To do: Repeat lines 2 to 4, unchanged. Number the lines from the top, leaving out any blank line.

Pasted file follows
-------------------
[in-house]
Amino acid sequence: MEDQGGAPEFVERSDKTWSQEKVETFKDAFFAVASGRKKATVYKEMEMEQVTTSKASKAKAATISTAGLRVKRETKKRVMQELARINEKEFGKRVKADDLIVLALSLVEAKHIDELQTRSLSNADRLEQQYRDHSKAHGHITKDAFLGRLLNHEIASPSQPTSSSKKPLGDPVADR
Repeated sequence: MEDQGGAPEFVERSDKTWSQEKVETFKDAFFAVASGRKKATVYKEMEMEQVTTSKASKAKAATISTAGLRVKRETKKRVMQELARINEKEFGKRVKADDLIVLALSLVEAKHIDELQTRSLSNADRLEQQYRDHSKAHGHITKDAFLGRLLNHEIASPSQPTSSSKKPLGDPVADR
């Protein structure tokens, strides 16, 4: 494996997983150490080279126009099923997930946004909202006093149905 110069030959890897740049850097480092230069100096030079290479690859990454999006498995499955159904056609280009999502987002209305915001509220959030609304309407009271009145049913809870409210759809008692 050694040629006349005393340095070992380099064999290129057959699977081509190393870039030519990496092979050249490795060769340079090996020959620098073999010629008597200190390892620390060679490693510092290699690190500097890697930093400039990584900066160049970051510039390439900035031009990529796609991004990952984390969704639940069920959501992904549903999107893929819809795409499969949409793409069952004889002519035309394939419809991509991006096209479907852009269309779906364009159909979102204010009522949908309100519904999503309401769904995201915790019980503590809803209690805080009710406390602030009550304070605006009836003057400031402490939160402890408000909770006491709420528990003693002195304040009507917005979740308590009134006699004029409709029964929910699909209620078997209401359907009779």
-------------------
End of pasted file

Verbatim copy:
Amino acid sequence: MEDQGGAPEFVERSDKTWSQEKVETFKDAFFAVASGRKKATVYKEMEMEQVTTSKASKAKAATISTAGLRVKRETKKRVMQELARINEKEFGKRVKADDLIVLALSLVEAKHIDELQTRSLSNADRLEQQYRDHSKAHGHITKDAFLGRLLNHEIASPSQPTSSSKKPLGDPVADR
Repeated sequence: MEDQGGAPEFVERSDKTWSQEKVETFKDAFFAVASGRKKATVYKEMEMEQVTTSKASKAKAATISTAGLRVKRETKKRVMQELARINEKEFGKRVKADDLIVLALSLVEAKHIDELQTRSLSNADRLEQQYRDHSKAHGHITKDAFLGRLLNHEIASPSQPTSSSKKPLGDPVADR
């Protein structure tokens, strides 16, 4: 494996997983150490080279126009099923997930946004909202006093149905 110069030959890897740049850097480092230069100096030079290479690859990454999006498995499955159904056609280009999502987002209305915001509220959030609304309407009271009145049913809870409210759809008692 050694040629006349005393340095070992380099064999290129057959699977081509190393870039030519990496092979050249490795060769340079090996020959620098073999010629008597200190390892620390060679490693510092290699690190500097890697930093400039990584900066160049970051510039390439900035031009990529796609991004990952984390969704639940069920959501992904549903999107893929819809795409499969949409793409069952004889002519035309394939419809991509991006096209479907852009269309779906364009159909979102204010009522949908309100519904999503309401769904995201915790019980503590809803209690805080009710406390602030009550304070605006009836003057400031402490939160402890408000909770006491709420528990003693002195304040009507917005979740308590009134006699004029409709029964929910699909209620078997209401359907009779």